Rumsfeld Dispels 'Quagmire' Label for Operation Iraqi Freedom
By Donna Miles
American Forces Press Service
COLORADO SPRINGS, Colo., Oct. 8, 2003 Army Staff Sgt. Malcolm Jennings from the 10th Special Forces Group at Fort Carson, Colo., said that at no other time in his eight years of military service did he experience the degree of gratitude he received from the Iraqi people while deployed in support of Operation Iraqi Freedom.
"It's an amazing feeling to see what a difference we're making in (the Iraqi) people's lives," agreed Army Spc. Carlos Vidas from the 2nd Brigade, 327th Infantry at Fort Campbell, Ky., awaited a connecting flight after returning to the United States for two weeks of rest and recuperation leave.
SSgt. Larry Benedict from Fort Campbell's 327th Infantry's Headquarters and Headquarters Company, 1st Brigade, said he gets a lot of personal gratification seeing the enormous changes already taking place in Iraq. "It feels really good knowing that I helped restore a country," he said. "And the Iraqi people are really grateful for what we're doing."
So why, a soldier asked Defense Secretary Donald H. Rumsfeld during an Oct. 7 town hall meeting at Fort Carson, "is this operation in Iraq viewed negatively in the press as a Vietnam-style quagmire?"
"Give that man an 'A,' Rumsfeld said with a laugh. Then, turning serious, the secretary said, "I'll tell you, it's beyond me."
Rumsfeld said he is perplexed by the discrepancies between what he reads and sees in the media and not only what his commanders in Iraq tell him, but also what he has seen firsthand during visits there.
Even members of Congress -- including many who have traveled to Iraq to visit the troops and see the operation on the ground -- are "stunned by the difference between what they experienced in that country and what they saw and what they were being told in the press," Rumsfeld said. And when they express their surprise at open hearings, Rumsfeld said, the media don't report it.
The secretary speculated the reason may be that "bad news is news," and said the 24-hour news cycle in the United States creates the impression that "it's 24 problems, one every hour, even though it's the same one."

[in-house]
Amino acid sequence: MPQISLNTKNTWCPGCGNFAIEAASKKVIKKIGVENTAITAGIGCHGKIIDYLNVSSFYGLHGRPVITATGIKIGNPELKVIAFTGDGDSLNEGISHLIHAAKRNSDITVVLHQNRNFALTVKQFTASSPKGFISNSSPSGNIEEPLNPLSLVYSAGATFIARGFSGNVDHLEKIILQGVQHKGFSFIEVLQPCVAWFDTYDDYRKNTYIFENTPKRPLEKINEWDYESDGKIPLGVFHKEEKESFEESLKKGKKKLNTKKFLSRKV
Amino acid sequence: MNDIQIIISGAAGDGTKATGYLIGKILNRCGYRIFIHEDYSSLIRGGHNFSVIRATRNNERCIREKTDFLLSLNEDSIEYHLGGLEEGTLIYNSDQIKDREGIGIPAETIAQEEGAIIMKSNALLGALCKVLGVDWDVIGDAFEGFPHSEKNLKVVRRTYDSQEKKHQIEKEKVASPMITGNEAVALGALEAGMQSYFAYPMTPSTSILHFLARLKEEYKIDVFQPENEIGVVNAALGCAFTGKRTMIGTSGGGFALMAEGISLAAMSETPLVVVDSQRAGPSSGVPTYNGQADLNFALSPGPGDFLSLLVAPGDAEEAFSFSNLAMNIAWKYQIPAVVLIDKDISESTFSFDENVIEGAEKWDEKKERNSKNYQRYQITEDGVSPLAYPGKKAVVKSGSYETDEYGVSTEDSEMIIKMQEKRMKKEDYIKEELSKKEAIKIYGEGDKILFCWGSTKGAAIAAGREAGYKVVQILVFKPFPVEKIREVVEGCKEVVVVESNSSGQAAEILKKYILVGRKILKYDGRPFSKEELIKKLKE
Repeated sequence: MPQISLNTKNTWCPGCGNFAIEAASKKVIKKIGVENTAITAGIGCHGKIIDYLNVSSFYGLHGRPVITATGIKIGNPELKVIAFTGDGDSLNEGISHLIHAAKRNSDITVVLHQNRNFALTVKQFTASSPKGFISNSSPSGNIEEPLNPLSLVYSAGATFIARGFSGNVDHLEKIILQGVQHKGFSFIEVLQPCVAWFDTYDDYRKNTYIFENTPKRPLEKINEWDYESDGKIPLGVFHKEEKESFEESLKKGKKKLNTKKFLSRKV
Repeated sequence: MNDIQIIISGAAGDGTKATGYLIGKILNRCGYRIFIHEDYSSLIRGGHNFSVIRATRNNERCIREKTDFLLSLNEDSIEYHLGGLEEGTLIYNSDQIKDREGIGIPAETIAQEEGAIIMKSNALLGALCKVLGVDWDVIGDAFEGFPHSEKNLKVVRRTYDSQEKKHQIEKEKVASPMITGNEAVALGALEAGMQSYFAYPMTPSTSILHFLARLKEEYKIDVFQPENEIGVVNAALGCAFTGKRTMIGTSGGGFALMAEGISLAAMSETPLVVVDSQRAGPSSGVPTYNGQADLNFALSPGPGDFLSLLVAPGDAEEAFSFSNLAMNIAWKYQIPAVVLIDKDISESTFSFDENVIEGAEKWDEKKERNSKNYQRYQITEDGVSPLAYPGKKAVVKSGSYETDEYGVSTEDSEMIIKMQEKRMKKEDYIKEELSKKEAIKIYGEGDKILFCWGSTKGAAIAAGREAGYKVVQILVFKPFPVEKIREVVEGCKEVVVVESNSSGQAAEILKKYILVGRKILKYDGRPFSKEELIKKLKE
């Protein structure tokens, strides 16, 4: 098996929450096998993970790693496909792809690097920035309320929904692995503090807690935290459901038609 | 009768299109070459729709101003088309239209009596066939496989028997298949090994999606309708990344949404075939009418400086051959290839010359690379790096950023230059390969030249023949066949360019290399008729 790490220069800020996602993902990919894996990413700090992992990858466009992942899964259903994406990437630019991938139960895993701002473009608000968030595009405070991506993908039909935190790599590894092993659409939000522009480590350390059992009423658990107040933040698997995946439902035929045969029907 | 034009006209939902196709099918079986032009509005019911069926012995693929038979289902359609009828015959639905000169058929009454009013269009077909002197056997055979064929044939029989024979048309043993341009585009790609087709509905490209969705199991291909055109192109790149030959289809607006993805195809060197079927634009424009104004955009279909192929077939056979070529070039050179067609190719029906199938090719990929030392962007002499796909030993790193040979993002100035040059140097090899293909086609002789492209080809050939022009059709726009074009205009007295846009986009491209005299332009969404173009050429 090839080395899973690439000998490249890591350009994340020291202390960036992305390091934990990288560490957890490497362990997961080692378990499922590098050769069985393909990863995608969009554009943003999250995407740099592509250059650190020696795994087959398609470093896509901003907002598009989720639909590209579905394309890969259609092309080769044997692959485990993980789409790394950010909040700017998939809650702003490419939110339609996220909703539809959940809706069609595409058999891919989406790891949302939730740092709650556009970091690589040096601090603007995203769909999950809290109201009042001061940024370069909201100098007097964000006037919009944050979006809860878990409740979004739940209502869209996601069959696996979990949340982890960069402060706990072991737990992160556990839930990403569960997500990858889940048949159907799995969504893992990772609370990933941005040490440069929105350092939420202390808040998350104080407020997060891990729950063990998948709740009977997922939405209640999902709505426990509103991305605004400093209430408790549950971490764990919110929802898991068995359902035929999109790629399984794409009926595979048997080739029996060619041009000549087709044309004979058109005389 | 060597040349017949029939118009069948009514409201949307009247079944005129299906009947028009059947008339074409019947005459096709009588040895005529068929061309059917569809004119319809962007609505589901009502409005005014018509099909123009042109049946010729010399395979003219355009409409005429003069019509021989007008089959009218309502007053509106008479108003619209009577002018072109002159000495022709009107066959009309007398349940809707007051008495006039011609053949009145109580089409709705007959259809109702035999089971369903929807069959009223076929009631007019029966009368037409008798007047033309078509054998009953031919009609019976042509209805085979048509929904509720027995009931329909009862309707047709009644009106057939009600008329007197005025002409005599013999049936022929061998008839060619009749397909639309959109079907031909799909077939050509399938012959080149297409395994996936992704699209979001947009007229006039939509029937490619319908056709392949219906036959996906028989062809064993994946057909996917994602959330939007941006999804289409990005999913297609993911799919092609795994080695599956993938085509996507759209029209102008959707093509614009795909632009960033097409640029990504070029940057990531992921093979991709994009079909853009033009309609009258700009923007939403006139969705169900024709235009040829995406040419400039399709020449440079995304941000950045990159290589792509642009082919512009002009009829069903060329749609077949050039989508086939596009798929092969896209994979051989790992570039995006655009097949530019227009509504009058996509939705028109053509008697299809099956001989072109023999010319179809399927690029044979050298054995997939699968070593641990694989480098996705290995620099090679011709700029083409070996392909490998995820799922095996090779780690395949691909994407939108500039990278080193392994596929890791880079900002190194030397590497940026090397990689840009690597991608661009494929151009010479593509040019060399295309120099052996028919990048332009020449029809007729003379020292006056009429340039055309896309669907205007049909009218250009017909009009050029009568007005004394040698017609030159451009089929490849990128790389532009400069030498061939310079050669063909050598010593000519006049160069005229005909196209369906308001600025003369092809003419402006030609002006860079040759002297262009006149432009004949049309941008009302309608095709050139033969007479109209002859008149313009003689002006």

Rumsfeld said the situation is not unique to Iraq, recalling similar reporting on the effort in Afghanistan. "We'd been operating there, oh, I don't know, a week, 10 days, 15 days, and it was characterized on the front page of newspapers as a quagmire, that we were bogged down," he said.
"And of course, it was only a matter of days thereafter," he continued, "that Mazar-e Sharif and Kandahar and Kabul fell. And it wasn't a quagmire."
Rumsfeld said the media were even quicker to affix the "quagmire" label to operations in Iraq, beginning as early as the march toward Baghdad.
"You'll remember, there was a pause as the forces were moving up from Kuwait into the southern portion of the country, toward Baghdad, and south of Baghdad there were some two or three days of bad dust storms," Rumsfeld said. "And once again, the phrase 'quagmire' came up."
Despite the discrepancies between media coverage and the reality of on-the- ground operations, Rumsfeld said he's confident the American people "have a sense and an understanding that things don't happen in five minutes in life."
In the five months since major combat operations ended on May 1, Rumsfeld said, U.S. and coalition forces have made tremendous progress in Iraq.
Citing "thousands of projects" undertaken by U.S. and coalition forces and civilians, Rumsfeld said progress has continued and results have been impressive.
"Every school in the country is ready to open," he said. "All the hospitals and clinics are operating. They have a new central bank. They have a new currency." Rumsfeld said the country's oil wells also are operating, and electricity has been restored to pre-war levels.
Rumsfeld attributed the speed of progress to careful pre-war planning that averted a humanitarian crisis.
"There was not a humanitarian crisis. There were not tens of thousands of internally displaced people. There were not refugees pouring across the border into other countries," he said. "The folks that went in there had a plan. They did a terrific job, and by golly, they deserve a lot of credit.
"And the idea of calling it a quagmire," he told the Fort Carson soldier and others at the town hall meeting, "is flat wrong."